Although depression may be a result instead of an origin, that does not imply that vitamin D deficiency isn’t an aftermath as well. Individuals who spend less time in the outdoors are exposed to less sunlight as well as likely doing less physical activity – something that has been shown to have a positive impact on mood and to help with improving the quality of one’s sleep.
A result can be attributed to multiple sources. For example, reduced vitamin D levels due to winter weather may be a contributing element in SAD, but less daylight is also a factor. Studies, including a detailed review of already existing research and a recent clinical trial, both come to the conclusion that light therapy (using light, but not UVB rays that produce Vitamin D) can have effects similar to medication in improving the signs of SAD.
The findings on vitamin D are less consistent. Studies have linked depression to fluctuations in vitamin D levels throughout the seasons, while the use of supplementary vitamin D had no influence over Seasonal Affective Disorder. The researchers involved with both studies underscored the fact that there were a variety of possible explanations for the results which could be adding to the uncertainty.
There is a relationship between having low levels of vitamin D and experiencing depression, however, one cannot simply conclude that having low vitamin D is the cause of the depression. Diminishing levels of light may be a contributing factor to seasonal depression, but there are a variety of other elements that also play a role.
Who’s at Risk for Deficiency?
As more individuals have become aware of the dangers of skin cancer and have adopted the practice of wearing sunscreen, many are not consuming the proper amounts of vitamin D from exposure to the sun’s rays. A study released in The Journal of the American Osteopathic Association has estimated that close to 1 billion people around the world may have inadequate levels of vitamin D due to wearing sunscreen. The investigation additionally discovered that certain communities may possess a greater degree of vitamin D shortfall due to disparities in complexion. Approximately 95% of African American adults might be lacking in vitamin D.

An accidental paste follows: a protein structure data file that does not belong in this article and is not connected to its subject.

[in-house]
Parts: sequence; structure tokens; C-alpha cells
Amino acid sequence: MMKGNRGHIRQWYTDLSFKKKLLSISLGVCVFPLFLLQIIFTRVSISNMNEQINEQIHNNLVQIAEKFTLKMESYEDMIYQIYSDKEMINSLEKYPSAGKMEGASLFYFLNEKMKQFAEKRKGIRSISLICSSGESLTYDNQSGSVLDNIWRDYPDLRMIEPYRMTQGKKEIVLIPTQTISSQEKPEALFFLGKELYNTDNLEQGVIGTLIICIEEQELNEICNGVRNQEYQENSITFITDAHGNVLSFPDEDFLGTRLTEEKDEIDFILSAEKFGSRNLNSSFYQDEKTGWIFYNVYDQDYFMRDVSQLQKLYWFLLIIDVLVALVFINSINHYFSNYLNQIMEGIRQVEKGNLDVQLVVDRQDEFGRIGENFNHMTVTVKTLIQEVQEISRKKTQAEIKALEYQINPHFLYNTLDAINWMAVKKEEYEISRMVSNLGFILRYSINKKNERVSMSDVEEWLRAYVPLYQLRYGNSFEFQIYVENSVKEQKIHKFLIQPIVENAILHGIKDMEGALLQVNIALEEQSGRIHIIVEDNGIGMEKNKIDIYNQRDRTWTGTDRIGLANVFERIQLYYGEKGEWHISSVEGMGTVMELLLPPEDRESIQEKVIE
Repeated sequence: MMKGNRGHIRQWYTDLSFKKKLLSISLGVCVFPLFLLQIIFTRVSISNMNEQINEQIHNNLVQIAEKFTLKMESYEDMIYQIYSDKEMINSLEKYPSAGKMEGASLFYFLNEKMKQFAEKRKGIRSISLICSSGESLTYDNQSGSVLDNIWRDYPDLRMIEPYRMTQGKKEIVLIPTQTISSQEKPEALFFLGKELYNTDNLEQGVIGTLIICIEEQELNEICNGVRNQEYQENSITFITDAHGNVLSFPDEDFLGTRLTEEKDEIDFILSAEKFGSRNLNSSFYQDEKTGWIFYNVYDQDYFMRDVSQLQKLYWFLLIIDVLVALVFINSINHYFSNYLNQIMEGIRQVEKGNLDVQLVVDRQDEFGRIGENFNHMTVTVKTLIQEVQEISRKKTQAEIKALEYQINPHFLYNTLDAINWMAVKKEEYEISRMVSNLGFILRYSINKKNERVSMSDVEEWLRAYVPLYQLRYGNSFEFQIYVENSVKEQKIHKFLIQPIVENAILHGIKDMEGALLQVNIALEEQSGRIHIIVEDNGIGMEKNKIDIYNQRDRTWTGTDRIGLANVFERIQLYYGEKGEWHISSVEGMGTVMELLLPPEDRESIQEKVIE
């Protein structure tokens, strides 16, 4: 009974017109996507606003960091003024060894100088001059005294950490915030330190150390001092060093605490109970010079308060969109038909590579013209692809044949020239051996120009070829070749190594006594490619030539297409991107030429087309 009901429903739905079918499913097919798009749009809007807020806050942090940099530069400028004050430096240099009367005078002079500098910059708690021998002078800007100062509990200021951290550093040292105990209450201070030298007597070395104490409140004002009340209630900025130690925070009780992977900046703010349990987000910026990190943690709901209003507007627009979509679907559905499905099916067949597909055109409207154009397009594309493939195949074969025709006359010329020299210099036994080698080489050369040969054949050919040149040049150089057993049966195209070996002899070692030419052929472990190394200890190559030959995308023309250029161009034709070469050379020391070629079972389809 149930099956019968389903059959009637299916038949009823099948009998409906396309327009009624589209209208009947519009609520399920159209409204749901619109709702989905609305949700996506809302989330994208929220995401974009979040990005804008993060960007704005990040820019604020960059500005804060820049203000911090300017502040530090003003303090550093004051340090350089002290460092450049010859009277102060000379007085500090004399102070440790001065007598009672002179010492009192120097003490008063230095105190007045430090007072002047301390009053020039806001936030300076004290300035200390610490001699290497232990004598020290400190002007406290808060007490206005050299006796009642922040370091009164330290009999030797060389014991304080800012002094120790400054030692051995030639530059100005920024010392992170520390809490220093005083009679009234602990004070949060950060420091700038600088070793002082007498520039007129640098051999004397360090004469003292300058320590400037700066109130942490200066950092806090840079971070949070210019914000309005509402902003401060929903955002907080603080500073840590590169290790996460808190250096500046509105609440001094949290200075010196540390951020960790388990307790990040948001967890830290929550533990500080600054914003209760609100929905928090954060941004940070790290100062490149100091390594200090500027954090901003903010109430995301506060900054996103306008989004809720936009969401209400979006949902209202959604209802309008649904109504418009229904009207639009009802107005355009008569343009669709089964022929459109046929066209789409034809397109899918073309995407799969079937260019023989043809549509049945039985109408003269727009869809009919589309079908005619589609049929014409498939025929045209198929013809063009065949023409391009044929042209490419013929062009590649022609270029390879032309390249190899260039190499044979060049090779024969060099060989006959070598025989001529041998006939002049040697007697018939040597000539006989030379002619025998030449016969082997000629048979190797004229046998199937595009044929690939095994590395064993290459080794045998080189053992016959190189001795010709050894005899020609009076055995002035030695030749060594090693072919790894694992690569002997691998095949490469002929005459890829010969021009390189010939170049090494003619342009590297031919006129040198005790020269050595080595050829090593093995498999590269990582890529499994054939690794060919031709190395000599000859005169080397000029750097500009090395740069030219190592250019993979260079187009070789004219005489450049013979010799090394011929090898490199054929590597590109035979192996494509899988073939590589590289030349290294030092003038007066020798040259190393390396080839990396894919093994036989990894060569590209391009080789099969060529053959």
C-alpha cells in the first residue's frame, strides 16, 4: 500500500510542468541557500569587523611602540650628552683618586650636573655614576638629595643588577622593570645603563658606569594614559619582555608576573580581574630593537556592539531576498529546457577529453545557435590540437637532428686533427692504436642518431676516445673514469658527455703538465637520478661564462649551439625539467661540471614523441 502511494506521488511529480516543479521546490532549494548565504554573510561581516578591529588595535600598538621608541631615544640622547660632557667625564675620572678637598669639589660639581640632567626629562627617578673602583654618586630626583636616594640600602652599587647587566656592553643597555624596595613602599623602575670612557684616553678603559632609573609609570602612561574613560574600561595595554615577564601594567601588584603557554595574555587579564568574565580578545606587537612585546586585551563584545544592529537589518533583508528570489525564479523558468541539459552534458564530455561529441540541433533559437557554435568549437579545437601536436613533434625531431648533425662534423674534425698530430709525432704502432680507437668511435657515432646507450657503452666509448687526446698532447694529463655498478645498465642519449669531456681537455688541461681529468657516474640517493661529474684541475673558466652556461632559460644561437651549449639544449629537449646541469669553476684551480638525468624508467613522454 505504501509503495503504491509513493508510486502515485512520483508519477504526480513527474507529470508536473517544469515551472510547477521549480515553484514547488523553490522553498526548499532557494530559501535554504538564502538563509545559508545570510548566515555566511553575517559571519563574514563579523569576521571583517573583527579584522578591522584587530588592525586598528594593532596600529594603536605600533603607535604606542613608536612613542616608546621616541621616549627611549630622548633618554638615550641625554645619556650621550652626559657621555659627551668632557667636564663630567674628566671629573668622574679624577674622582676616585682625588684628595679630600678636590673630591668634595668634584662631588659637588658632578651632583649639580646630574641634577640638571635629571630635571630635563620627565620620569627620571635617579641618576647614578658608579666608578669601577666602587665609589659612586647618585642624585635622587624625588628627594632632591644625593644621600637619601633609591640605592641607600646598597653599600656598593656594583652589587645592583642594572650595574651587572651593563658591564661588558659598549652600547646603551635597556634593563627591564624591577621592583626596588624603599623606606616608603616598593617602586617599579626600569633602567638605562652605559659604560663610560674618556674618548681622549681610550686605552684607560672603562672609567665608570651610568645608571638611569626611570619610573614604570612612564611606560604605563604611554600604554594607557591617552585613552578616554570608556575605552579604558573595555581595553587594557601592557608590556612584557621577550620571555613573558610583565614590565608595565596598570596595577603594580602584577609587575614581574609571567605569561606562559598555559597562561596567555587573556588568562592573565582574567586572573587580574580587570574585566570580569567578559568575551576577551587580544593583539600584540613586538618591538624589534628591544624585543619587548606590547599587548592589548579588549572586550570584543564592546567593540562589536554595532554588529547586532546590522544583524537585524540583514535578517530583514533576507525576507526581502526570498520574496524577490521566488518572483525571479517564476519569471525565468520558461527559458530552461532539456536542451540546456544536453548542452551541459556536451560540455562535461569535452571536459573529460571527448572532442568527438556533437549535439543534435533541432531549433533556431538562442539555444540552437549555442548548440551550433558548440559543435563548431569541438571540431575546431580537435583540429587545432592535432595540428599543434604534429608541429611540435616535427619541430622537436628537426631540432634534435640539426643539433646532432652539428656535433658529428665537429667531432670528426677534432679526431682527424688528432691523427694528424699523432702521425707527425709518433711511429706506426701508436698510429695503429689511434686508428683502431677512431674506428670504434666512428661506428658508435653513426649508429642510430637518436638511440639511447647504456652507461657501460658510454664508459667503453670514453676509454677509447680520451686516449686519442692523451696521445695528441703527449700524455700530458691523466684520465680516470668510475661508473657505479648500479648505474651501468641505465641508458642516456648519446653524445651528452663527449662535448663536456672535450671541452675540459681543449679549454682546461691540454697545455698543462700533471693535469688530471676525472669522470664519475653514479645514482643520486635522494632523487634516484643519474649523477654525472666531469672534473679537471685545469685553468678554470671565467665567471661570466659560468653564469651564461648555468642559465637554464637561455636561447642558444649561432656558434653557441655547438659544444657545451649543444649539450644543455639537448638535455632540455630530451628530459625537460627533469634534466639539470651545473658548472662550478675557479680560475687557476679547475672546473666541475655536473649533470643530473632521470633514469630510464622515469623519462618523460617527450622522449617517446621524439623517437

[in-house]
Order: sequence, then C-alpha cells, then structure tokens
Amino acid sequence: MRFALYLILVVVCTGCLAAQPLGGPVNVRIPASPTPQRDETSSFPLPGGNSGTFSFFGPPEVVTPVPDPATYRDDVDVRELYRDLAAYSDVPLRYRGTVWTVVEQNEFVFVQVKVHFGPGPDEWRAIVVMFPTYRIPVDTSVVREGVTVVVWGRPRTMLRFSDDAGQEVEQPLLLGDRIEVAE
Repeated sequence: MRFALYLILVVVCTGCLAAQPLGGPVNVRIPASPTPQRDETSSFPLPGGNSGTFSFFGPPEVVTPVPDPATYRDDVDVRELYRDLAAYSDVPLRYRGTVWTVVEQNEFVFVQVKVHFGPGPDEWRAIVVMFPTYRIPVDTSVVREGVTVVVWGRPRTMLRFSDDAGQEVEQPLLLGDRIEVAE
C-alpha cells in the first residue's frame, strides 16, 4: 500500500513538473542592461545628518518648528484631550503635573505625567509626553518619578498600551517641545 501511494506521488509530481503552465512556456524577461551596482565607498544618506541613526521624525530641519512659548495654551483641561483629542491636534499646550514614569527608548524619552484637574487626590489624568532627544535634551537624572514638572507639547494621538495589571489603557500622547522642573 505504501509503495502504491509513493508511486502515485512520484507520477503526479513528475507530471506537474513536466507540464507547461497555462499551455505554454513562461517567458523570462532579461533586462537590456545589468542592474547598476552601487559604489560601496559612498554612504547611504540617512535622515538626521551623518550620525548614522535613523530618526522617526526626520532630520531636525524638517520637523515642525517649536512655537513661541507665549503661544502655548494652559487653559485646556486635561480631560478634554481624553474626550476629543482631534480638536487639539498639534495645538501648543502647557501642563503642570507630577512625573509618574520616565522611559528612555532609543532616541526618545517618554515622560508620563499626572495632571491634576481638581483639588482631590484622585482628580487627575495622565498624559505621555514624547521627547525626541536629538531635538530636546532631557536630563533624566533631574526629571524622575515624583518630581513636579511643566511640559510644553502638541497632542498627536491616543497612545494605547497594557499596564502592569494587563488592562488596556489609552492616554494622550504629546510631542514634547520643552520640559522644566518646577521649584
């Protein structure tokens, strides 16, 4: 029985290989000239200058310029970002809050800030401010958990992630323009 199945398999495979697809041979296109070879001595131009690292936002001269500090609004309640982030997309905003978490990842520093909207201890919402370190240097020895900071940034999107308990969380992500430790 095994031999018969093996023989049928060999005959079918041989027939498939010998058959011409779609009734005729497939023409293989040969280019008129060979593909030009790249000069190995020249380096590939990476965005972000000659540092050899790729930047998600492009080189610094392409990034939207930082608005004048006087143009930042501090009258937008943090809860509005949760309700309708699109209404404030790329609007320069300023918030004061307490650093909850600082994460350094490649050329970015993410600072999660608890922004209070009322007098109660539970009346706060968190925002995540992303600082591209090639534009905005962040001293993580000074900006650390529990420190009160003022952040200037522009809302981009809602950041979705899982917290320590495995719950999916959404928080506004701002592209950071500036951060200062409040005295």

People in northern areas are particularly prone to be deficient in vitamin D in the wintertime when their body is mostly enclosed.
Those who reside in regions with hot climates might still have vitamin D deficiencies. A Spanish research study indicates that even though plenty of sunlight reaches Spain, it is still hard to get the prescribed amount of vitamin D in the winter because the northern latitude of the country affects how much sunlight is exposed. The research also suggested that the amount of absorption could vary depending on what time of the day it is and the angle of the sun. It would take around 10 hours of sunshine at 10am in order to get enough vitamin D, yet many people do not get 10 hours of that kind of sunlight. Even if they did, it would be too much.
Testing for Vitamin D Deficiency
Have you been pondering over how much vitamin D your body requires?
The generally accepted lower limits of vitamin D levels are 30 ng/mL, yet it is best for thyroid receptor and immune system effectiveness if those levels are between 60 and 80 ng/mL.
There are two common forms of vitamin D:
- Vitamin D2 (ergocalciferol)– This form is found in some fortified foods and certain supplements.
- Vitamin D3 (cholecalciferol)– This is the most biologically active form and is found in some high-quality supplements.
Vitamin D2 and D3 can be changed in the liver and kidney into the operational 1,25-dihydroxyvitamin D form.
Two different tests can be done to determine the amount of vitamin D in your body: 1,25 (OH)D, which measures the active form of the vitamin, and 25(OH)D, which evaluates the levels of both D2 and D3. The 25(OH)D examination is the preferred way to go, as it assesses both vitamin D2 and D3 concentrations and reflects an individual’s vitamin D status more precisely.
The Bottom Line
Experts estimate that roughly half of the global population, including over 40% of people in the United States, have an insufficient intake of vitamin D (≤20 ng/mL).
It has been suggested that having a shortage of vitamin D may lead to depression. A potential cause of seasonal affective disorder (SAD) may be the lack of vitamin D production due to fewer hours of sunlight during the winter season.
If your vitamin D levels are not low, taking a supplement is unlikely to have a positive effect on your emotional state. If your levels of certain nutrients are too low, taking supplements might give relief to those who suffer from major depression.